The question of the community was also on the mind of Oleg Kushakov. A community manager for a Russian Sims 4 Facebook group with nearly 68,000 followers, Kushakov said he quickly braced himself for the toxicity and backlash following the blog post.

“Managing a large community of Russian Sims on social media, my first thought when I saw the news was ‘Oh no, they’re going to blame the gay community for this, it’s going to get even worse,'” Kushakov said. “There’s already so much homophobia that you can see every time The Sims celebrates being queer. And that’s exactly what this decision does: you make homophobes even angrier at the LBGTQ+ community. They think, ‘First they ruined my favorite games with their gay stuff and now I can’t even play them.'”

Kushakov shares Nushanchel’s belief that the Sims team’s decision not to sell the game in Russia is exclusive. Kushakov then added that he thought the incident was also an example of a well-meaning but harmful alliance. According to Kushakov, the federal laws mentioned by the Sims team do not prevent The Sims from being sold in Russia, nor do they require EA to remove content from the game. This is how games with gay romances, including Stardew Valley and Miitopia can still be sold domestically. Instead, the laws instead prohibit LGBTQ+ content from being used in marketing, stating that use of such content could be considered “gay propaganda” directed at minors. Interestingly, however, Kuskakov also noted that in the Russian version of the blog post, The Sims team made no mention of federal laws.

As such, The Sims 4 – LGBTQ+ content and all – appears to be legal in Russia as long as the game is listed as 18+. Because of this, The Sims has empowered LGBTQ+ communities in Russia to live their authentic lives in a country that often makes it difficult. While Kushakov said the gay relationship seen in the trailer was great and progressive, he thinks the Sims team’s reluctance to change marketing in favor of Russian LGBTQ+ players’ access to the game is detrimental. and ultimately in line with Russia’s desire to keep LGBTQ+ content out of the country.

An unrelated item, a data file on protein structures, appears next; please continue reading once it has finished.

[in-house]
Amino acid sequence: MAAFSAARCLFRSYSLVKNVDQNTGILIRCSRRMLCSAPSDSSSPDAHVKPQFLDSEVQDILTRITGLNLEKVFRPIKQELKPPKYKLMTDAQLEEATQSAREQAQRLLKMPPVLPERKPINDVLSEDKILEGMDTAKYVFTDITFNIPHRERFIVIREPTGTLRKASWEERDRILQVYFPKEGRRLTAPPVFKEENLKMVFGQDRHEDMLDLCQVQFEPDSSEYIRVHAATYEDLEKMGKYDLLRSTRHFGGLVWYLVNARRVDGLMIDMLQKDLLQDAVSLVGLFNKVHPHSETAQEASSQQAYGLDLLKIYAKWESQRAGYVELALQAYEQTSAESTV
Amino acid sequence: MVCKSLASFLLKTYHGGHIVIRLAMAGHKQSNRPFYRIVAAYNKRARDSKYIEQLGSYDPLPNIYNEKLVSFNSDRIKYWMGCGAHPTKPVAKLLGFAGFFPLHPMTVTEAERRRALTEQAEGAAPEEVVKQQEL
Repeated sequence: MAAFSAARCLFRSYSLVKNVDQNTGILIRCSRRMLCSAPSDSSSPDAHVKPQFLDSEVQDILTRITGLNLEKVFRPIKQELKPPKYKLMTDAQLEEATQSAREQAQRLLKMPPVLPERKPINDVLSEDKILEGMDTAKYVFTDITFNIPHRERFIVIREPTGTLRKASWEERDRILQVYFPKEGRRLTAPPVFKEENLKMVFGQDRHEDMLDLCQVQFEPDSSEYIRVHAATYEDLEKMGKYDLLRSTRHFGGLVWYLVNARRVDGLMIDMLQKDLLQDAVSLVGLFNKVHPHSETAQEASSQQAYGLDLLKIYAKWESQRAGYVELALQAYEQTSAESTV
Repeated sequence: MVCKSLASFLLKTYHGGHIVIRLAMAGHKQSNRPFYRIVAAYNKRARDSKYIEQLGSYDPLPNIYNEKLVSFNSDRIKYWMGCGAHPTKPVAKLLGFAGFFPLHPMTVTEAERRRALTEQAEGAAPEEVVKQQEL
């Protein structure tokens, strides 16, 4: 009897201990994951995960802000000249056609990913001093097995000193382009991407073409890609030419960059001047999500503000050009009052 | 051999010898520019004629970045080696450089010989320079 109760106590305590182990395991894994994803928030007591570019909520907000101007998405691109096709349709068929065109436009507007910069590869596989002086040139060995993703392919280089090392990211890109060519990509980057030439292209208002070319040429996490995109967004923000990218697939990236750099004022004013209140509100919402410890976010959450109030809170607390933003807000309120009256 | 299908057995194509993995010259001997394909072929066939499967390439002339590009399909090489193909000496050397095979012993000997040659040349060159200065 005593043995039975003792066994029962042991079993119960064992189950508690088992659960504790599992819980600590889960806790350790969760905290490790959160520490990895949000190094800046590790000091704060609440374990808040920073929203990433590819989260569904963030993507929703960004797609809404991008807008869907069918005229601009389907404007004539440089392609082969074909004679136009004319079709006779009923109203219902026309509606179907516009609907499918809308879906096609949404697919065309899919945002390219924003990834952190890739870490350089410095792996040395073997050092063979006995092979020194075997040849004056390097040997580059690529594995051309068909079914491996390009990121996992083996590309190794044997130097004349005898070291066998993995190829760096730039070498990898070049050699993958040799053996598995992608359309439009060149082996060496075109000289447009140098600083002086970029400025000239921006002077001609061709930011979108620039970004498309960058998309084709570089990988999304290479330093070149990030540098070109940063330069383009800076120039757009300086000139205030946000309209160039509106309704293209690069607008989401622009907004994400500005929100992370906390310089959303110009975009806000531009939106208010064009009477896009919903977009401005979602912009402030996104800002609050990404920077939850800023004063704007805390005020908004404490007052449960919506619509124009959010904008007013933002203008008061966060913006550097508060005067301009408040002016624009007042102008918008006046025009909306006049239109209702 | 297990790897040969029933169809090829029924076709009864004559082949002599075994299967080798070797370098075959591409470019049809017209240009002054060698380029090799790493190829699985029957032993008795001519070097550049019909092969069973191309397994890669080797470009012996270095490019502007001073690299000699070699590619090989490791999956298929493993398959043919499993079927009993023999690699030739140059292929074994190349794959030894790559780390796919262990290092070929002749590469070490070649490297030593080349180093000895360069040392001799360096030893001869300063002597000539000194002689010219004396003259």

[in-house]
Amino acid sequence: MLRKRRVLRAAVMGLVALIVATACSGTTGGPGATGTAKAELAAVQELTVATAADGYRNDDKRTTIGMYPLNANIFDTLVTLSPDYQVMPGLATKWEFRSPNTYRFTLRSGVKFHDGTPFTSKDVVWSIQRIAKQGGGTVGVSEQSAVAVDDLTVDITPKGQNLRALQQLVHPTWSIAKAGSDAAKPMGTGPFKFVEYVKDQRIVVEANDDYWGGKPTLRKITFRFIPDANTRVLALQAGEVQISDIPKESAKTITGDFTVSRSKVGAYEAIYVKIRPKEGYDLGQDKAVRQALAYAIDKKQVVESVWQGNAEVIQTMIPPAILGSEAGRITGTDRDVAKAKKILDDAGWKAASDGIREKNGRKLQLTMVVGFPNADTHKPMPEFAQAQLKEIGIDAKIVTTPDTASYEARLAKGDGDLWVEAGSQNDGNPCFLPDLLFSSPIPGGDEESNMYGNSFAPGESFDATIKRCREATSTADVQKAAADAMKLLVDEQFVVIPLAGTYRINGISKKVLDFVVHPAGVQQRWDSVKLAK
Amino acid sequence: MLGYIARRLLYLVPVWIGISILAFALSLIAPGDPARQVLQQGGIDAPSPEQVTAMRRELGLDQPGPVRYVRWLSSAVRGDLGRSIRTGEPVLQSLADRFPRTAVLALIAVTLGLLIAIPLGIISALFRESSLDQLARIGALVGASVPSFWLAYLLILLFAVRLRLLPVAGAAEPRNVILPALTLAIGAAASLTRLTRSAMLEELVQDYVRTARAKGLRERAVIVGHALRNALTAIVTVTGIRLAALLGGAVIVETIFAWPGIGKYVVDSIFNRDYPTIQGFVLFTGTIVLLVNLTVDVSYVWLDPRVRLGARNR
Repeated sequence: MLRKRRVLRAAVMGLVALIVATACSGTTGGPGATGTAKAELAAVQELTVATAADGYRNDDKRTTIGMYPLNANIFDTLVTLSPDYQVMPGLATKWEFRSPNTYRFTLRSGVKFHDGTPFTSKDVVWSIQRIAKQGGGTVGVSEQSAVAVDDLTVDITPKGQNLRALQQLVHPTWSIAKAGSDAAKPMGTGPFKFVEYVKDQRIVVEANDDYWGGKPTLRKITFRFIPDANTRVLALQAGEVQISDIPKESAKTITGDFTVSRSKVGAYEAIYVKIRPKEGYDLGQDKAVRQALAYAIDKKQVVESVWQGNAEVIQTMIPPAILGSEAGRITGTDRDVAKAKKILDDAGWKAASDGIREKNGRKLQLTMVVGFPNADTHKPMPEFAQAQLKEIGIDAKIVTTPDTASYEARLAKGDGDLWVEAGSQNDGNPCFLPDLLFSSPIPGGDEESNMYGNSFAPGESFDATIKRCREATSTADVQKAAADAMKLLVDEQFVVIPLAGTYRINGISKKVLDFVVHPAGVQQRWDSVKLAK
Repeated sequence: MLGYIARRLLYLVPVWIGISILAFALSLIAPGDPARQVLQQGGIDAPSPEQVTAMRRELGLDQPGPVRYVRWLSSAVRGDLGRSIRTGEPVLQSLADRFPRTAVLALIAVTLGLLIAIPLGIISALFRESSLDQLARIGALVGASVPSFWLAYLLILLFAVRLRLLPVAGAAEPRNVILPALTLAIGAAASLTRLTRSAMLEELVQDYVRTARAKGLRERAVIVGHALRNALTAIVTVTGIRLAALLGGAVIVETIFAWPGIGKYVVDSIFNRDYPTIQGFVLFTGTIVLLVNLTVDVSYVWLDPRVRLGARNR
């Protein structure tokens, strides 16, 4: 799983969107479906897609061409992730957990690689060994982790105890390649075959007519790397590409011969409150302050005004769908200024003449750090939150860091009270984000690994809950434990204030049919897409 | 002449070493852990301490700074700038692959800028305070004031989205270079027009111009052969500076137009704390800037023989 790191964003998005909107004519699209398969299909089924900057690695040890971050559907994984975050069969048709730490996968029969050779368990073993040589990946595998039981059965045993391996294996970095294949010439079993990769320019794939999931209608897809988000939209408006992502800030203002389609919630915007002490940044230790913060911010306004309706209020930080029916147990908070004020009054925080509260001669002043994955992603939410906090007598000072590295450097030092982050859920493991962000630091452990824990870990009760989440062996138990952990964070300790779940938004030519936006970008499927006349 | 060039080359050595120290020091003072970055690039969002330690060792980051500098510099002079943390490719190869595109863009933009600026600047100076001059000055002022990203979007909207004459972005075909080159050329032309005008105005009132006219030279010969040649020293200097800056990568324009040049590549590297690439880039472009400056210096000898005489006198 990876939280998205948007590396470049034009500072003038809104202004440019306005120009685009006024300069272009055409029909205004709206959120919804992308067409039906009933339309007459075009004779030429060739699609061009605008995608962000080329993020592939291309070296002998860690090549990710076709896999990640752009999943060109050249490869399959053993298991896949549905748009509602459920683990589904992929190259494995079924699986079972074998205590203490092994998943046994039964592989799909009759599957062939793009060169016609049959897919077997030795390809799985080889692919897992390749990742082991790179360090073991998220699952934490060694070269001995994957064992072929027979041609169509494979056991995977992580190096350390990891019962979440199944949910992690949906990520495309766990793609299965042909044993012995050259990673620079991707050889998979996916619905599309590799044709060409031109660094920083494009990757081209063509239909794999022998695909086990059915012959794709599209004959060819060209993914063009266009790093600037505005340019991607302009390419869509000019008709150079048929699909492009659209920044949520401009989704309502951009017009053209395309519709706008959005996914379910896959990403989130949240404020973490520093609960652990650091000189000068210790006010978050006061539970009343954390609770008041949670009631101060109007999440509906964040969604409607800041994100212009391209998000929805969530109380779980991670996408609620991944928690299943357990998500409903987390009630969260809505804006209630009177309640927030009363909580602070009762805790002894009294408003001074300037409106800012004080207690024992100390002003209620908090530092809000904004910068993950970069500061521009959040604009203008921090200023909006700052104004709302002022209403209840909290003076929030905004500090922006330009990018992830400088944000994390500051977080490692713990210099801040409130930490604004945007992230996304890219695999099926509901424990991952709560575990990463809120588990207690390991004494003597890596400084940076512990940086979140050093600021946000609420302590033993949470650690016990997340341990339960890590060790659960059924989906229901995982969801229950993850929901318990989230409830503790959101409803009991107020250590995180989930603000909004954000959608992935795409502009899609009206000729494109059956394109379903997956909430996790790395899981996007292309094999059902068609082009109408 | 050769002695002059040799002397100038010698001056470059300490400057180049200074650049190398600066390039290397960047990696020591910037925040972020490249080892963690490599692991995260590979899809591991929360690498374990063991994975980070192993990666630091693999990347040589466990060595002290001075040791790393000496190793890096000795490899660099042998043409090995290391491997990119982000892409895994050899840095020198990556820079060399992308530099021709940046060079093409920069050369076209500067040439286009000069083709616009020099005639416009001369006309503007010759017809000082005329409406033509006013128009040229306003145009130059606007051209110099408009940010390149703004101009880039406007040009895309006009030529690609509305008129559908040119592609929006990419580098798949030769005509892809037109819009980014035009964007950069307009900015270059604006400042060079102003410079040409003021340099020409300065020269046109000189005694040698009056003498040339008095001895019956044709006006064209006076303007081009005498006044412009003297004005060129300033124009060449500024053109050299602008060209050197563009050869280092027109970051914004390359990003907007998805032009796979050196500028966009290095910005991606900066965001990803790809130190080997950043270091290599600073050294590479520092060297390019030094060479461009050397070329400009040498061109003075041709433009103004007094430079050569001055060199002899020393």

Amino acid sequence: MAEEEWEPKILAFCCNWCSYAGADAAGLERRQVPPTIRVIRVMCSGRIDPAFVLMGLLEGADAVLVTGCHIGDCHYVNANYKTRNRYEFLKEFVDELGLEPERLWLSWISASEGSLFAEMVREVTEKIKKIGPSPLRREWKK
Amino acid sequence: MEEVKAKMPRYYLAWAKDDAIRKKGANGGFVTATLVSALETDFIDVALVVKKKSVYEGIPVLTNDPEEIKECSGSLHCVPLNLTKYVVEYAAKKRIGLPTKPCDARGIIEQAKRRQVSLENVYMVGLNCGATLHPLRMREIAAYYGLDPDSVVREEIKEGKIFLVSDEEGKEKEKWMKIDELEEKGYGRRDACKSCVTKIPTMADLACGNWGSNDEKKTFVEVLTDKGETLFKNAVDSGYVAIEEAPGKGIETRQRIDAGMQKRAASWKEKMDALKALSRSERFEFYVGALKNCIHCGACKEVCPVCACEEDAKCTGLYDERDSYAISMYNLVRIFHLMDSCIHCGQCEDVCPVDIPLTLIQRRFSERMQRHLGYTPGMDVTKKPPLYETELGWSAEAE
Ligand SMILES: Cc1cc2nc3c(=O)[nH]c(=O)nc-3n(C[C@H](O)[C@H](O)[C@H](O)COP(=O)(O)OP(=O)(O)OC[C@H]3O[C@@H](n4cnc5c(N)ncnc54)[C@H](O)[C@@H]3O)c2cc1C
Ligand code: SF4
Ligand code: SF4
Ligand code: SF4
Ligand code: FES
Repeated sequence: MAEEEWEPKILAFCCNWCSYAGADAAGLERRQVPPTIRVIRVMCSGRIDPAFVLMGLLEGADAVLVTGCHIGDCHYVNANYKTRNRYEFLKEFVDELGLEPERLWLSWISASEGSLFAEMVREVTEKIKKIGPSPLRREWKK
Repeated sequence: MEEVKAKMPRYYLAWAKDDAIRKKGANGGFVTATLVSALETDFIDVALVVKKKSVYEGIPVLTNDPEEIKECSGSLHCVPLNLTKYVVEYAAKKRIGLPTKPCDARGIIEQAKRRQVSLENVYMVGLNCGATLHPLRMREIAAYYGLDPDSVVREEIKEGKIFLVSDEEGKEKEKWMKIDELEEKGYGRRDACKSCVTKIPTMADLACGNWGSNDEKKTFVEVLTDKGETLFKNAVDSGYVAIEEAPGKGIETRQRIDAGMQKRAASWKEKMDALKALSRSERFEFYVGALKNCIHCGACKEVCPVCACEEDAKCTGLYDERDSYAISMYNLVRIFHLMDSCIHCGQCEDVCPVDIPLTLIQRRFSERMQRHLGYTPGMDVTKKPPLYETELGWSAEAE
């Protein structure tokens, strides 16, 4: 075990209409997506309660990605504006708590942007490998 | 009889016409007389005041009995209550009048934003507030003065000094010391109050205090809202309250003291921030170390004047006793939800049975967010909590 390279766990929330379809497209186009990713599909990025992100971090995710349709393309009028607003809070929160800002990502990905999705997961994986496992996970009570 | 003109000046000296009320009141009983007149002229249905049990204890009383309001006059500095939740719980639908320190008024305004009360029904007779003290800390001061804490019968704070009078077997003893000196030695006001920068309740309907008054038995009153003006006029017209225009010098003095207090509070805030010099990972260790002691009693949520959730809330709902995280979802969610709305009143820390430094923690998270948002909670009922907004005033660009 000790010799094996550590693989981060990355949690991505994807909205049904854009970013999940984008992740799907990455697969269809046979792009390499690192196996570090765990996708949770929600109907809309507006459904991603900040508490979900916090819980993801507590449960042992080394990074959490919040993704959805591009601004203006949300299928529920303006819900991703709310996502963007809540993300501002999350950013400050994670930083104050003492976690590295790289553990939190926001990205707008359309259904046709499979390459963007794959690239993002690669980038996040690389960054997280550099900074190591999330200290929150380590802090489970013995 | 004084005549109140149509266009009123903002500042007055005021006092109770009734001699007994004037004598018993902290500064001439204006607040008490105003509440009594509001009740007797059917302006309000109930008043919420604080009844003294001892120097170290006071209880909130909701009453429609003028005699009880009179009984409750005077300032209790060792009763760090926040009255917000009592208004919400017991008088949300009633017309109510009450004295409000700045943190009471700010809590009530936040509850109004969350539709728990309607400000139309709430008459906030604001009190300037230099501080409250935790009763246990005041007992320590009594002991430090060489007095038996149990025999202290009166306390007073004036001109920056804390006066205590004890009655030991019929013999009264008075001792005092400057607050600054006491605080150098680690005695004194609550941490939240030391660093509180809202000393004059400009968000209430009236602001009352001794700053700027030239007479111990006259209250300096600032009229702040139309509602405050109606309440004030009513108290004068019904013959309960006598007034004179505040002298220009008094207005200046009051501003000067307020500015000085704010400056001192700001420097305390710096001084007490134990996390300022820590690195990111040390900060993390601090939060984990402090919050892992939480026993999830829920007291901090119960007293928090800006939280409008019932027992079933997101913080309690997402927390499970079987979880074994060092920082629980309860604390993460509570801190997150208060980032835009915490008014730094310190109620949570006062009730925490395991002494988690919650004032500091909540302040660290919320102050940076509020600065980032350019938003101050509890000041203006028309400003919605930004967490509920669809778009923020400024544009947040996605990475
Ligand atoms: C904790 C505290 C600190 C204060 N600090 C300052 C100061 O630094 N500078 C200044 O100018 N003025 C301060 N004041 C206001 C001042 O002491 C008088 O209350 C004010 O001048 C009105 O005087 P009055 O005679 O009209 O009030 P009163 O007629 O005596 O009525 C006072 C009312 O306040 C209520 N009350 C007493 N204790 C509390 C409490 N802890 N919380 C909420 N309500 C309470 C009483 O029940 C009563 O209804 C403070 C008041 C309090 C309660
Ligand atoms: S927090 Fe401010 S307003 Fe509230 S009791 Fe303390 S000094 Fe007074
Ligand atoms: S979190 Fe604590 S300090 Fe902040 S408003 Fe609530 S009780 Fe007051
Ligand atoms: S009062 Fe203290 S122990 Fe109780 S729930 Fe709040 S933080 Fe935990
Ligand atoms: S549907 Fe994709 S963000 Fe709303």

“There are movies, shows, books and games that tell queer stories – would the community want it all gone? No, they want those little elements of representation, they want to be able to see stories that they can relate to. identify and they want to do them too.” Kushakov explained. “It’s better to see a Disney movie without a few scenes with gay people added as a token than not to see it at all – and the lesbian couple that’s used for the promotional campaign is, while super awesome and progressive, essentially a tiny part of a game that’s going to be around for many more years, that tiny part can be changed for the sake of the long story.

It’s been a little over a day since the announcement of The Sims team, and since then the hashtag “#WeddingsForRussia” has become increasingly popular on Twitter. Much like Kushakov, those who use the hashtag do so to draw attention to how the decision. According to Kushakov, the hope is that The Sims team “learns who their allies are and what they want” rather than “to exclude those who are more affected than others” in the fight for equality.

“When you celebrate equality and your ‘values’, you are celebrating it with everyone except the most oppressed gay community that you have just left out of the narrative. You are fighting for something that excludes those who are more affected than others.”

GameSpot contacted The Sims 4 team for additional information regarding the decision, but the team declined to comment. Earlier today, The Sims team hosted a live event on YouTube and Twitch highlighting even more features available in The Sims 4: My Wedding Stories game pack. Chat for both streams was disabled approximately 30 minutes before the start of the showcase following a massive influx of “#WeddingsForRussia” shared in chat.